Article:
“No money exchanged hands, no bartering took place. But it's still local produce”: Understanding local food systems in rural areas in the U.S. Heartland

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Local food systems are frequently endorsed as an economic development strategy by local economic development practitioners serving rural communities and regions. However, from the limited data available, local food systems are more apparent and more fully developed in urban or peri-urban areas, while scholarship on rural food systems in and of themselves is lacking. What scholarship and data does exist suggests that people in rural places may participate in local food systems in different ways than what has been documented or observed in urban food systems, and that these systems may develop and spread in unique ways requiring new conceptions of intricate flows of locally produced foods, the social, ecological and economic benefits they may have, and the barriers and opportunities they present. We draw from three interrelated literatures – sustainable development, community capitals and rural wealth to conceptualize how the flow of locally produced foods through informal or undocumented channels can contribute to the sustainable development of rural places in the U.S. Through a series of 10 focus groups in the Midwest, we found that rural consumers participate in locally based food systems in distinctive ways that may bypass formal economic channels, such as self-provisioning; sharing and reciprocity; or informal cash or barter transactions. However, many of these forms of food system participation depend upon inclusion in social networks. We conclude that development of local food systems in rural areas will require renewed efforts to consider flows of community capitals from both informal and formal channels in the food system and investment in local food systems, not just in markets and regular economic exchanges. Moreover, as scholars we need to refine our understanding of the nature of food systems in rural areas, and develop new ways of thinking about how informal production-consumption arrangements can potentially contribute to rural development.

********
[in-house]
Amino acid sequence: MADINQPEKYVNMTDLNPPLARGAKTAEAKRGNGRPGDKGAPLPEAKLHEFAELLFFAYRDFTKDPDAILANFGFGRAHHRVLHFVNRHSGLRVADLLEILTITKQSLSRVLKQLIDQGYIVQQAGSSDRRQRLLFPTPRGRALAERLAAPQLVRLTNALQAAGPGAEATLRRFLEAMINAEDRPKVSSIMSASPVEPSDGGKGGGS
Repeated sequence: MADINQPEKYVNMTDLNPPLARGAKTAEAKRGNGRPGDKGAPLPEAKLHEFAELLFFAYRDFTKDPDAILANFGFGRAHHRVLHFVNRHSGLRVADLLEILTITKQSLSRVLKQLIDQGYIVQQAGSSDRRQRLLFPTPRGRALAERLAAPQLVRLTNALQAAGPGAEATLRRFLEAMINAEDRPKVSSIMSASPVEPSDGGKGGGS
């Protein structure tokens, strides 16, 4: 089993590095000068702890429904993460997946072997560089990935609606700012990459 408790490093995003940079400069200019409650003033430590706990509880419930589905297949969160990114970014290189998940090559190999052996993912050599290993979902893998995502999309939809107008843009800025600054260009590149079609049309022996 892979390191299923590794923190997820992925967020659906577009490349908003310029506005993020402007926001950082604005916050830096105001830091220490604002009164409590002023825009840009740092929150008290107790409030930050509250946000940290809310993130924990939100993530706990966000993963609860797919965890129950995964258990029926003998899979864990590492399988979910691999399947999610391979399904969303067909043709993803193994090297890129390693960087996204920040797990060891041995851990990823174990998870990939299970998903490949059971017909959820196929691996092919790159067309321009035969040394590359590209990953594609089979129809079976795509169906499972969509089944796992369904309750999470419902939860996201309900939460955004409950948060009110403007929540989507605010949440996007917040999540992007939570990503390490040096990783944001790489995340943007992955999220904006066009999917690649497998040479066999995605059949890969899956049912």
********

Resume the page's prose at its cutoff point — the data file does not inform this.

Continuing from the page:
Hendrickson, M. K., Massengale, S. H., & Cantrell, R. (2020). “No money exchanged hands, no bartering took place. But it’s still local produce”: Understanding local food systems in rural areas in the U.S. Heartland. Journal of Rural Studies, 78, 480–490. https://doi.org/10.1016/j.jrurstud.2020.07.005

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